- Very expensive in terms of time, money and effort.
- However, Phase III trials are the principle criterion for
7. File an NDA with the FDA:
The FDA must review all drugs and clear them for marketing, mandated
by the Prescription Drug User
Fee Act (PDUFA), a law passed in 1992 that allows the FDA to charge drug
companies a fee for reviewing their NDA / BLA.
- New Drug Applications (NDAs)
typically contain 120,000 pages of data and take the FDA
a median of 12 months to review.
- Biologics License Application (BLAs)
are similar, and are used for biologics
(most biotechnology drugs!) drugs derived from living sources.
- Often, the FDA requires companies to provide more data, answer
difficult questions and defend statements that they wish to include in their
- The FDA advisory committees either approve the drug, denies
approval, or sends the company back to redo portions of its clinical trials
- The following letter codes describe the review priority of the drug:
S- Standard review for drugs similar to currently available drugs (60
days to accept or reject the NDA for review, FDA action at ~10 months.)
P- Priority review for drugs that represent significant advances over existing
treatments. (45 days to accept or reject the NDA for review,
FDA action at ~6 months.)
- Biotech stock prices hang in the balance during this time -- between phase
III clinical studies and the NDA decisions - the dreaded "Refuse-to-file"
(RTF) letter can set a company back for months or years ! (Better than
having an unsafe product on the market, though!)
- We just can't go here, but if you want to read the story about the FDA's
Refuse-to-File letter to Imclone (the sad tale of "Insider pessimism"
involving Martha Stewart - formerly inmate Stewart, Samuel Waksal
- now inmate Waksal and others), see Securities
and Exchange Commission v. Martha Stewart and Peter Bacanovic.
8. Phase IV trials:
Conditional approval after the drug or treatment has been marketed...
- Measure the drug's impact on patient
sub-groups / population (especially children,
the elderly, pregnant women)
- Supply information on as-yet undetected adverse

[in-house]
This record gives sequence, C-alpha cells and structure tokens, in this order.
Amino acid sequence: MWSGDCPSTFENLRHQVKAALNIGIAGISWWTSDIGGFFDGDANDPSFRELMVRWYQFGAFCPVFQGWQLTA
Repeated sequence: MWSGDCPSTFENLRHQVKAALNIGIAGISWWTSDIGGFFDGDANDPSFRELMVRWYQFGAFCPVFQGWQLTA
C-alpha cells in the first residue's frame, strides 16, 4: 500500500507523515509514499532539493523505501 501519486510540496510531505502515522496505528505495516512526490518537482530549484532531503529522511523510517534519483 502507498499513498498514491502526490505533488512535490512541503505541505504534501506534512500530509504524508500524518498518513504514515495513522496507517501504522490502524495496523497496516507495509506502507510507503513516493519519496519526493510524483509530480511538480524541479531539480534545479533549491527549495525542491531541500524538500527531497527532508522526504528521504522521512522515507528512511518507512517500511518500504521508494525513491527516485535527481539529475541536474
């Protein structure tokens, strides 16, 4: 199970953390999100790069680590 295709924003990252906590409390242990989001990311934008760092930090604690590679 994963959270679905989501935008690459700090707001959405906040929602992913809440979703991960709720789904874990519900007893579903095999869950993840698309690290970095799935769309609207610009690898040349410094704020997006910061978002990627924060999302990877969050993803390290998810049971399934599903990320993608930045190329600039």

outcomes, especially in sub-group populations.
- Provide additional information on the drug's long-term morbidity
and mortality profile.
- Phase IV trials can be conducted voluntarily OR
at the request of the FDA. The FDA has the right to make Phase
IV studies a condition of market approval.
- While phase IV trials are conducted, the company can begin
to market its product.
Some variations on the basic theme...
1. Speeding things up: Since 1997,
the FDA has been approving drugs at almost twice its usual rate (6 months rather
than 10 months), thanks in part to money provided by the drug industry to speed
the drug review process.
Track Review: Investigators work closely with the FDA; can submit
individual parts of the NDA to the FDA one at a time to speed approval.
Review: The FDA has 45 days to accept or reject
the NDA for review, and has a target date for FDA action at 6 months. Priority
Review is typically indicated for products that address unmet medical needs.
- Real life example; 2004: From Biotech
101: The Road to FDA Approval: The "PDUFA clock" starts
on the day the NDA is filed with the FDA. Biotech firms typically issue
press releases when drugs are filed, so it's relatively easy for investors
to count forward six months from that day to find the date by which the
FDA must issue its decision, often referred to as the
- On May 25, 2004, the FDA
review" status to Antegren, the MS monoclonal antibody drug to
Biogen Idec (BIIB:Nasdaq) and Elan Pharmaceuticals (ELN:NYSE) . The companies
submitted Antegren to the FDA on May 25; thus the drug's PDUFA date falls
on or around Nov. 25". Stay tuned!
- November 23, 2004: FDA
Approves Tysabri® (Natalizumab, Formerly Known As Antegren) For
Relapsing Forms Of MS
- This year Jun 21, 2005: REVLIMID
gets Priority Review Status for the Treatment of Myelodysplastic Syndromes
U.S. Food and Drug Administration (FDA) has granted a Priority Review
designation to its New Drug Application (NDA) for REVLIMID with a Prescription
Drug User Fee Act (PDUFA) date by October 7, 2005.
Development / Review: For drugs that promise a significant advantage
over existing drugs for serious or life-threatening illnesses, or for illnesses
for which no therapy exists. A key feature of this process: manufacturers
must continue testing after approval to demonstrate that the drug
does benefit the patient (if not, the FDA can withdraw the product).
Use: An alternative to clinical trials for desperately
- Sometimes MDs and patients can lobby (or pressure) a company
for access to experimental medications before the drug has approval, to save
the life of a critically ill patient.
- The company usually has valid reasons for refusing compassionate
access - giving an experimental drug to a few people before it is proved wastes
resources, time, and money (and the drug itself) that could be spent on determining
whether the drug works.
- However, if it is designed well, a compassionate access program
can produce enough data to help the drug win FDA approval.
- For a person to receive drugs through compassionate access,
their doctor applies to the pharmaceutical company and FDA via a Treatment IND,
and approval is considered on a case-by-case basis.
3. The Orphan Drug Act of 1983,
- The FDAs attempt to encourage the development of new drugs
for the treatment of rare diseases, such as Huntington's disease, ALS (Lou
Gehrig's disease), Tourette syndrome, and muscular dystrophy, Gaucher's disease.
- These diseases afflict so few patients (less that 200,000)
that it may not be economically feasible for pharmaceutical
companies to compete in these markets. The FDA has approved ~240 orphan drugs
- The ODA guarantees the developer both a seven year